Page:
Have you ever found yourself running late for class/work/ any daily obligation just because you couldn't resist the obligatory stop into Starbucks for a latte? If so, you know about "Running Latte," the state of being late for something because of the noble pursuit of a latte. Running latte is a great way to let your professors know that you care more about sipping pumpkin spice than taking notes on that first slide... and also one of the easiest ways to show your employers that you shirk responsibility at the first sight of that alluring green mermaid logo.

Ever been there? Well then you can relate! And consider that the term running latte is completely made up-- but works better than just simply "running late" or "getting a latte" to signify this honorable condition.

A Proper Renaming

At home in the land of the queer...

Returning to yesterday's discussion in class-- We were saying that since the words "male" and "female" describe a state of being that is at once self-contradictory, perhaps definitions themselves are something fluid. This of course brings up a great paradox-- Can a definition be fluid? Isn't the point of defining something with a word to endow it a constant, distinguishable quality that will illicit a universally "signified" image?

These are a few very strange images that are not only haunting if stared at for too long, but also put one at a loss for words. My question to you is, do we use existing words to describe these new images, as in "lion with a full head of human hair and a strangely human expression" or "face comprised entirely of mouths" OR is it best to develop entirely new words and categories for these images because they are unable to be placed in any existing category of meaning. Developing a "third" word might be the best way to understand this type of absurdity. The face made of mouths could be a Fouth. The human looking lion could be a Hulion. Or a Liman. And then of course there could be Chickarettes. So what do you all think? Are there some things that are just too strange, that in order to even comprehend require a third word from the realm of the "queer?"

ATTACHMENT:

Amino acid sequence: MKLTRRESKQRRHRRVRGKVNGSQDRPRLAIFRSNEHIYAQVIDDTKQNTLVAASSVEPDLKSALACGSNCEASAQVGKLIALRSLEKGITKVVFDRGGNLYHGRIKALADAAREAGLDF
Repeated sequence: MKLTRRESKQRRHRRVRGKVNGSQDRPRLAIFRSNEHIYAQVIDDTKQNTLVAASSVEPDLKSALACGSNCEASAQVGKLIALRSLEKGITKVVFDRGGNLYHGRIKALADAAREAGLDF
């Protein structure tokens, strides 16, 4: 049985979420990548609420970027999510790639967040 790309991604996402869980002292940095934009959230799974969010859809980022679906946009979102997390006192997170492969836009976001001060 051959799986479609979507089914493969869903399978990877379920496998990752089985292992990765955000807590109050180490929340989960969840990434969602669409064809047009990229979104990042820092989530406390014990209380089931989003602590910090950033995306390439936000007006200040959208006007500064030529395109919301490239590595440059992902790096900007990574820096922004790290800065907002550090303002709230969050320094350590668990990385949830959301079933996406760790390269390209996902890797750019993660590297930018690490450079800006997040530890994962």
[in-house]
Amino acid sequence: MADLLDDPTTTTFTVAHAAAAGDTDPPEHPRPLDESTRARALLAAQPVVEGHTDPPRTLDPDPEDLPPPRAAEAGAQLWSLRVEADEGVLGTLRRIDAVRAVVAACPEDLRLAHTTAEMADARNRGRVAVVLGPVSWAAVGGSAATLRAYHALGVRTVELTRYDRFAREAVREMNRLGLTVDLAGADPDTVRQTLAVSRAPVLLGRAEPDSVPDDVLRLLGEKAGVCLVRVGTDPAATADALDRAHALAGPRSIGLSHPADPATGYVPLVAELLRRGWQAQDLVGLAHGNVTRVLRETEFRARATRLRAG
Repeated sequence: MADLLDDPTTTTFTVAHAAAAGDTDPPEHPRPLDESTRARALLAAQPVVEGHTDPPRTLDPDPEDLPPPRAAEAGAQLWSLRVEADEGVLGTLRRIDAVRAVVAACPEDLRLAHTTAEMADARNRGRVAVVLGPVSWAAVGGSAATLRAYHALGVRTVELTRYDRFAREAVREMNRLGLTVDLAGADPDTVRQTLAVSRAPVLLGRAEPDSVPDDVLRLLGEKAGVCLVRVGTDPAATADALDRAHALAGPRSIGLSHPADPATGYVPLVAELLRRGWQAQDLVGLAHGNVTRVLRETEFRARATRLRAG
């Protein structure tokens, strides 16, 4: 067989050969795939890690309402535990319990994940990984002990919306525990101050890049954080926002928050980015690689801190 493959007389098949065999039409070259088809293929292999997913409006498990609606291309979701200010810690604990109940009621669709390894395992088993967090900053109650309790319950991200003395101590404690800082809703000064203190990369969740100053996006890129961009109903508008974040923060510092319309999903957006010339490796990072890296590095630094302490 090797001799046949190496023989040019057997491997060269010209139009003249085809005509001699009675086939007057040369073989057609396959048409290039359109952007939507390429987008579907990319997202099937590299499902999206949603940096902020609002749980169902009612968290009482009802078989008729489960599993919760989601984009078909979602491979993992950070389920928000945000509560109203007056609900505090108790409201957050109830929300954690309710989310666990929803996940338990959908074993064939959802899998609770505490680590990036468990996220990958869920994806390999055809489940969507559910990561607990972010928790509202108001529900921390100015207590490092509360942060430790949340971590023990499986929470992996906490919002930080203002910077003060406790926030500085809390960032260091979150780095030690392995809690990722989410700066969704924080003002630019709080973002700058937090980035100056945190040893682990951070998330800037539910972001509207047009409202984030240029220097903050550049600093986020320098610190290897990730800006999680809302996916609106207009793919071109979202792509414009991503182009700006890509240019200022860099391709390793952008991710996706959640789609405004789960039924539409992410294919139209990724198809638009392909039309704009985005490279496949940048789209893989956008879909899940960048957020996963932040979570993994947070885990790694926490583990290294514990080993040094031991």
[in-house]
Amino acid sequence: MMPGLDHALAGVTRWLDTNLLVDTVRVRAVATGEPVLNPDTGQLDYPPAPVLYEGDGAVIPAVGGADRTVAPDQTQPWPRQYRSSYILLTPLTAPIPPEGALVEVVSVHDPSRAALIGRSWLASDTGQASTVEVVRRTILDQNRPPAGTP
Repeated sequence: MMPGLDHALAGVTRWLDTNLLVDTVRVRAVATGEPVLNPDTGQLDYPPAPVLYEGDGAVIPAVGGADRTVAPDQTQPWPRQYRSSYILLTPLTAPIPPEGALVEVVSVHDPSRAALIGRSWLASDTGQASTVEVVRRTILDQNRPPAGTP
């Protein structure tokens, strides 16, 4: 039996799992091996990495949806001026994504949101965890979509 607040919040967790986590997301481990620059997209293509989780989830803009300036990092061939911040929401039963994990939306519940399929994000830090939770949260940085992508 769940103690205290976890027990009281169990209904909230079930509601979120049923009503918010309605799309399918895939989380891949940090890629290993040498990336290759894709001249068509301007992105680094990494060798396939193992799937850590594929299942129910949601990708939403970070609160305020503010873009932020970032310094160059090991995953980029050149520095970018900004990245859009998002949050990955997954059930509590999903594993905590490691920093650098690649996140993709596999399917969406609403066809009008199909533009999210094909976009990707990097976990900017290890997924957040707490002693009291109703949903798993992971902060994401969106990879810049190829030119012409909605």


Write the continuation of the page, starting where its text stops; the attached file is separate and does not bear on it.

Thursday, November 12, 2009

Roomie Lovin'

Here is a great example of what we discussed in class today. These girls have a more platonic relationship than Seth and Evan do in Superbad (not to say that they had a sexually charged relationship, but there was, as Nick said, a "bromance"), but they still treat each other with absurd affection. Although this is a gross exaggeration of how best friends actually act, there certainly is an element of truth to it...

Wednesday, November 11, 2009


I would like to invite you all to read this poem by Katha Pollitt:


In the hygienic sand
of the new municipal sandbox,
toddlers with names from the soaps,
Brandon and Samantha,
fill and empty, fill and empty
their bright plastic buckets
alongside children with names
from obscure books of the Bible.
We are all mothers here,
friendly and polite.
We are teaching our children to share.

A man could slice his way
through us like a pirate!
And why not? Didn't we open
our bodies recklessly
to any star, say, Little one,
whoever you are, come in?
But the men are busy elsewhere.
Broad-hipped in fashionable sweatpants,
we discuss the day--a tabloid
murder, does cold cream work,
those students in China--

and as we talk
not one of us isn't thinking
Mama! Was it like this?
Did I do this to you?
But Mama too is busy,
she is dead, or in Florida,
or taking up new interests,
and the children want apple juice
and Cheerios, diapers and naps.
We have no one to ask but each other.
But we do not ask each other.

This poem centers on a depression that seems distanced by irony and fueled by the inability of this woman to connect to the others who so clearly share her situation. Aside from its commentary on gender relations, I posted it because I think it contains valuable elements of many of our recent discussions: "otherness", self-awareness, social norms, progress...

What do you take from it?

Face Time

We discussed yesterday the evolution of the modern syllabus... In the same sense we could look at this Dentyne Ad through a Foucaultian lens. Do you think that the expression of love or companionship has also evolved over time as a function of technology and that changing conventions have given way to new ways to deviate from the norm?